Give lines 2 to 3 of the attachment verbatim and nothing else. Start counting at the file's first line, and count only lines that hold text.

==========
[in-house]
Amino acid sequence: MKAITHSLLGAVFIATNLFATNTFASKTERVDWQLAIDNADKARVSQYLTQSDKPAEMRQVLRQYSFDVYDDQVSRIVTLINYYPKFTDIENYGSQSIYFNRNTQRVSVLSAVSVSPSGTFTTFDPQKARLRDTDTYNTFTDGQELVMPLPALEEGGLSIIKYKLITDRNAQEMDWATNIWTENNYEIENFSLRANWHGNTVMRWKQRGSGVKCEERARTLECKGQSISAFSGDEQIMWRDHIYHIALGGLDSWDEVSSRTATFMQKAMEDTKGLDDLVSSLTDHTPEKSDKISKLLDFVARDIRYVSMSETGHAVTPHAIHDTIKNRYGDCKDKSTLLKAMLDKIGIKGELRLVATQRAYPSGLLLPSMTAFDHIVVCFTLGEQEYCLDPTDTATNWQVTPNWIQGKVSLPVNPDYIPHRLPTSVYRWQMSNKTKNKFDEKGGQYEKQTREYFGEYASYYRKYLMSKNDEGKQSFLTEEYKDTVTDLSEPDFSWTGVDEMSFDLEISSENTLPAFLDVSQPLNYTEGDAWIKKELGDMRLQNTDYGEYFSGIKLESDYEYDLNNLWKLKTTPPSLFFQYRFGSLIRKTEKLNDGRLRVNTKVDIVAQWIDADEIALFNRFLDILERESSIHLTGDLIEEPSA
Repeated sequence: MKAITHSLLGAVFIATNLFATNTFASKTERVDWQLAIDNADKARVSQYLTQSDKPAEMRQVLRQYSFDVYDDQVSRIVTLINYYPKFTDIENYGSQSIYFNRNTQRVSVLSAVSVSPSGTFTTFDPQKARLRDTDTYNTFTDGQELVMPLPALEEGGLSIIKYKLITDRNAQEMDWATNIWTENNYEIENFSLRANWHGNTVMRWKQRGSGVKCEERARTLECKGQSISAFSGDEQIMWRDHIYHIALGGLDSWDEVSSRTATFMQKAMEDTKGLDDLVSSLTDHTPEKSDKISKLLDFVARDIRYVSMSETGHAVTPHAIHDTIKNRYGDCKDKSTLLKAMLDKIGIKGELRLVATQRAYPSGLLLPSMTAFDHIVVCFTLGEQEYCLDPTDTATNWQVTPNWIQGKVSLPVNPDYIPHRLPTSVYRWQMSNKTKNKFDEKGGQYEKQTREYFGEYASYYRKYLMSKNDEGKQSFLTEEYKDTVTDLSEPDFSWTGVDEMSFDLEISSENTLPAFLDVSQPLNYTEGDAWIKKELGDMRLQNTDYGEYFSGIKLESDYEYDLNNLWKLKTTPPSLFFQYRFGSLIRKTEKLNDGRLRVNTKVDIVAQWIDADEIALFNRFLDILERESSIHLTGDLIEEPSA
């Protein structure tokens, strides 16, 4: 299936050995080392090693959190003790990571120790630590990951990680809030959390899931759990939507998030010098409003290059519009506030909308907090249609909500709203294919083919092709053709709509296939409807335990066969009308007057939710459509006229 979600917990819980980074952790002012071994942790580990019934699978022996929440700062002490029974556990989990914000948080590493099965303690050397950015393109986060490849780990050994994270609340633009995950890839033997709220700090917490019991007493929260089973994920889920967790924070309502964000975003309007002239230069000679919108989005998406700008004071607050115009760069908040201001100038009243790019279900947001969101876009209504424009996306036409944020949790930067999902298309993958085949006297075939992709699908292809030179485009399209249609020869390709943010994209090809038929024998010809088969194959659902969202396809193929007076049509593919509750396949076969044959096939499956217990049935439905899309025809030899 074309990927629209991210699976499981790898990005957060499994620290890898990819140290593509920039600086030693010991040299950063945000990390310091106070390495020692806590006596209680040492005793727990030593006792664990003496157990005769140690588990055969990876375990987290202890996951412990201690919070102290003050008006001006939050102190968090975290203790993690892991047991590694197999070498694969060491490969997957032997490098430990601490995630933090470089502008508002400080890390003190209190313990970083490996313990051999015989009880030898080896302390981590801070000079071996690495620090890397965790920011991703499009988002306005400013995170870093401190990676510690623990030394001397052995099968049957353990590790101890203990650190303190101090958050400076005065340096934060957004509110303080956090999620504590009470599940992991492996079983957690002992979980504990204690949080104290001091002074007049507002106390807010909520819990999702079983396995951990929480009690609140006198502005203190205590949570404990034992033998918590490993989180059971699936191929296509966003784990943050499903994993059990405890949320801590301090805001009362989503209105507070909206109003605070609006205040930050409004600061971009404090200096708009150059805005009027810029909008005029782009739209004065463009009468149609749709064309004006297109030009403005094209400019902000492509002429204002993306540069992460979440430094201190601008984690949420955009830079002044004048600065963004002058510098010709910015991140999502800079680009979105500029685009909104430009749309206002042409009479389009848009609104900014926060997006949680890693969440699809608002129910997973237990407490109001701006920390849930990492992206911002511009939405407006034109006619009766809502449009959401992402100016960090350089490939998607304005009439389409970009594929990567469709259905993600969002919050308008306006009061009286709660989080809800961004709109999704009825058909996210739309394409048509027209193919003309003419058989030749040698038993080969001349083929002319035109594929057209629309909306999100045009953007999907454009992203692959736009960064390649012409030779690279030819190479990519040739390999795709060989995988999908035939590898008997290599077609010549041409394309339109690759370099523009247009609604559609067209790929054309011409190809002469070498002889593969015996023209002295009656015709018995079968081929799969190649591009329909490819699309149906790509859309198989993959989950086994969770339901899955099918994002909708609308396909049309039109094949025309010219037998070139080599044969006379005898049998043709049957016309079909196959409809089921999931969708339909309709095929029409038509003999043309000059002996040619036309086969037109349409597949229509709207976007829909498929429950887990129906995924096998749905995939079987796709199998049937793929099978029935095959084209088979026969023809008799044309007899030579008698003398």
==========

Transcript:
Amino acid sequence: MKAITHSLLGAVFIATNLFATNTFASKTERVDWQLAIDNADKARVSQYLTQSDKPAEMRQVLRQYSFDVYDDQVSRIVTLINYYPKFTDIENYGSQSIYFNRNTQRVSVLSAVSVSPSGTFTTFDPQKARLRDTDTYNTFTDGQELVMPLPALEEGGLSIIKYKLITDRNAQEMDWATNIWTENNYEIENFSLRANWHGNTVMRWKQRGSGVKCEERARTLECKGQSISAFSGDEQIMWRDHIYHIALGGLDSWDEVSSRTATFMQKAMEDTKGLDDLVSSLTDHTPEKSDKISKLLDFVARDIRYVSMSETGHAVTPHAIHDTIKNRYGDCKDKSTLLKAMLDKIGIKGELRLVATQRAYPSGLLLPSMTAFDHIVVCFTLGEQEYCLDPTDTATNWQVTPNWIQGKVSLPVNPDYIPHRLPTSVYRWQMSNKTKNKFDEKGGQYEKQTREYFGEYASYYRKYLMSKNDEGKQSFLTEEYKDTVTDLSEPDFSWTGVDEMSFDLEISSENTLPAFLDVSQPLNYTEGDAWIKKELGDMRLQNTDYGEYFSGIKLESDYEYDLNNLWKLKTTPPSLFFQYRFGSLIRKTEKLNDGRLRVNTKVDIVAQWIDADEIALFNRFLDILERESSIHLTGDLIEEPSA
Repeated sequence: MKAITHSLLGAVFIATNLFATNTFASKTERVDWQLAIDNADKARVSQYLTQSDKPAEMRQVLRQYSFDVYDDQVSRIVTLINYYPKFTDIENYGSQSIYFNRNTQRVSVLSAVSVSPSGTFTTFDPQKARLRDTDTYNTFTDGQELVMPLPALEEGGLSIIKYKLITDRNAQEMDWATNIWTENNYEIENFSLRANWHGNTVMRWKQRGSGVKCEERARTLECKGQSISAFSGDEQIMWRDHIYHIALGGLDSWDEVSSRTATFMQKAMEDTKGLDDLVSSLTDHTPEKSDKISKLLDFVARDIRYVSMSETGHAVTPHAIHDTIKNRYGDCKDKSTLLKAMLDKIGIKGELRLVATQRAYPSGLLLPSMTAFDHIVVCFTLGEQEYCLDPTDTATNWQVTPNWIQGKVSLPVNPDYIPHRLPTSVYRWQMSNKTKNKFDEKGGQYEKQTREYFGEYASYYRKYLMSKNDEGKQSFLTEEYKDTVTDLSEPDFSWTGVDEMSFDLEISSENTLPAFLDVSQPLNYTEGDAWIKKELGDMRLQNTDYGEYFSGIKLESDYEYDLNNLWKLKTTPPSLFFQYRFGSLIRKTEKLNDGRLRVNTKVDIVAQWIDADEIALFNRFLDILERESSIHLTGDLIEEPSA